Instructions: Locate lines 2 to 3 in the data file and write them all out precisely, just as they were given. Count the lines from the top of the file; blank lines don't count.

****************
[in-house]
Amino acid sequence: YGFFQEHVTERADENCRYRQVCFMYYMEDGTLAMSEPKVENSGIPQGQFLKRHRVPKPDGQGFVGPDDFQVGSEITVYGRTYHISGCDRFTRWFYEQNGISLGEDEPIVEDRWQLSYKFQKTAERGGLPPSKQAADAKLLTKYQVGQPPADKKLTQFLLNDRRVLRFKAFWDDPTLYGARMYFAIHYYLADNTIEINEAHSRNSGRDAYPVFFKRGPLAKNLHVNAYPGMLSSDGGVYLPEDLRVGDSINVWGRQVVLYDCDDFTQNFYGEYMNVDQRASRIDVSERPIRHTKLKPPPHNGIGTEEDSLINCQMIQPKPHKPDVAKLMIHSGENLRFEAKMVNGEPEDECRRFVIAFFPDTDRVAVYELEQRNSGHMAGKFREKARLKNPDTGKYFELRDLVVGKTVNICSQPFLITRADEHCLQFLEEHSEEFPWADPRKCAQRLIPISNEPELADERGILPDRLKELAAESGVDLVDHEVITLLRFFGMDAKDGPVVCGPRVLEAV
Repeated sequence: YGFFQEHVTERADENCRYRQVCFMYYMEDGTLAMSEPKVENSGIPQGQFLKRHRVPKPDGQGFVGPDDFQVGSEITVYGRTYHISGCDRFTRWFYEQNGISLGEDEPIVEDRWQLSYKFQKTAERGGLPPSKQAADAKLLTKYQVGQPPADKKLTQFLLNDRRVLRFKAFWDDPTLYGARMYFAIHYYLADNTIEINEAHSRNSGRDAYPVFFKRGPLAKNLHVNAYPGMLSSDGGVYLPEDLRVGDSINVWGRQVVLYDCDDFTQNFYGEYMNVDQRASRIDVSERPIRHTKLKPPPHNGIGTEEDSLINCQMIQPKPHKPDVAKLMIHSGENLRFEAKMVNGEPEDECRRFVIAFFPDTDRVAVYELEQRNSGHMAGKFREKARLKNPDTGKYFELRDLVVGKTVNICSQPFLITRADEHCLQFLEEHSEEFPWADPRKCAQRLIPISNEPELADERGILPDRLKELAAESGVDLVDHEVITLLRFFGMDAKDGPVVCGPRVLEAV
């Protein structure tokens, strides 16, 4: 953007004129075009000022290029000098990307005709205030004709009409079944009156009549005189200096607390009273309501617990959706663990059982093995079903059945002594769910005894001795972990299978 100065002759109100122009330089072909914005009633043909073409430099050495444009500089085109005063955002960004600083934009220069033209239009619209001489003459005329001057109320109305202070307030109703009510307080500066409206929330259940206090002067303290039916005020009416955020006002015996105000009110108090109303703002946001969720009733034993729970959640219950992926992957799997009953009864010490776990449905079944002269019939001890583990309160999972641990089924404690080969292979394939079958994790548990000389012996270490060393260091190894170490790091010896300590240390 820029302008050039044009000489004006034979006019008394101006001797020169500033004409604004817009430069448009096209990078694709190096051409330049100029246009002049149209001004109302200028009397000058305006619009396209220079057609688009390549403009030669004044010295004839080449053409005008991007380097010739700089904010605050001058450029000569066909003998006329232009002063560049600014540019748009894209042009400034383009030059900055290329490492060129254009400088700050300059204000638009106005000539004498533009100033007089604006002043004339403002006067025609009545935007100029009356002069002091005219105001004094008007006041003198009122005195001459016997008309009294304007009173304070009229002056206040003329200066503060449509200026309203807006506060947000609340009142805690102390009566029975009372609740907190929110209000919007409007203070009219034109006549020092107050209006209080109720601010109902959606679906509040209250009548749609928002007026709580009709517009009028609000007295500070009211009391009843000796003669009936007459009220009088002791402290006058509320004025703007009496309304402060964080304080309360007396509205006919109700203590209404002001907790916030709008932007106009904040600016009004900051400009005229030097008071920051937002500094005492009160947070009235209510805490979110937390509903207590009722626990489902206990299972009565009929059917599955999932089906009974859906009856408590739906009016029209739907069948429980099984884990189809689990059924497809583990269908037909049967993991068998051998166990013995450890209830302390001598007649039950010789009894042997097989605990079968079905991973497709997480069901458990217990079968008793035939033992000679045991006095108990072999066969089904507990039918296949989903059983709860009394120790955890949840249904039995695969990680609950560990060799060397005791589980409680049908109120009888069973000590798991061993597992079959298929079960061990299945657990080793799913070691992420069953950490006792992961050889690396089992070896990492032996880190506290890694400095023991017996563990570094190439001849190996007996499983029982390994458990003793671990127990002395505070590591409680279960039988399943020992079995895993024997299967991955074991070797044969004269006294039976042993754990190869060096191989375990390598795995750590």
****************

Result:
Amino acid sequence: YGFFQEHVTERADENCRYRQVCFMYYMEDGTLAMSEPKVENSGIPQGQFLKRHRVPKPDGQGFVGPDDFQVGSEITVYGRTYHISGCDRFTRWFYEQNGISLGEDEPIVEDRWQLSYKFQKTAERGGLPPSKQAADAKLLTKYQVGQPPADKKLTQFLLNDRRVLRFKAFWDDPTLYGARMYFAIHYYLADNTIEINEAHSRNSGRDAYPVFFKRGPLAKNLHVNAYPGMLSSDGGVYLPEDLRVGDSINVWGRQVVLYDCDDFTQNFYGEYMNVDQRASRIDVSERPIRHTKLKPPPHNGIGTEEDSLINCQMIQPKPHKPDVAKLMIHSGENLRFEAKMVNGEPEDECRRFVIAFFPDTDRVAVYELEQRNSGHMAGKFREKARLKNPDTGKYFELRDLVVGKTVNICSQPFLITRADEHCLQFLEEHSEEFPWADPRKCAQRLIPISNEPELADERGILPDRLKELAAESGVDLVDHEVITLLRFFGMDAKDGPVVCGPRVLEAV
Repeated sequence: YGFFQEHVTERADENCRYRQVCFMYYMEDGTLAMSEPKVENSGIPQGQFLKRHRVPKPDGQGFVGPDDFQVGSEITVYGRTYHISGCDRFTRWFYEQNGISLGEDEPIVEDRWQLSYKFQKTAERGGLPPSKQAADAKLLTKYQVGQPPADKKLTQFLLNDRRVLRFKAFWDDPTLYGARMYFAIHYYLADNTIEINEAHSRNSGRDAYPVFFKRGPLAKNLHVNAYPGMLSSDGGVYLPEDLRVGDSINVWGRQVVLYDCDDFTQNFYGEYMNVDQRASRIDVSERPIRHTKLKPPPHNGIGTEEDSLINCQMIQPKPHKPDVAKLMIHSGENLRFEAKMVNGEPEDECRRFVIAFFPDTDRVAVYELEQRNSGHMAGKFREKARLKNPDTGKYFELRDLVVGKTVNICSQPFLITRADEHCLQFLEEHSEEFPWADPRKCAQRLIPISNEPELADERGILPDRLKELAAESGVDLVDHEVITLLRFFGMDAKDGPVVCGPRVLEAV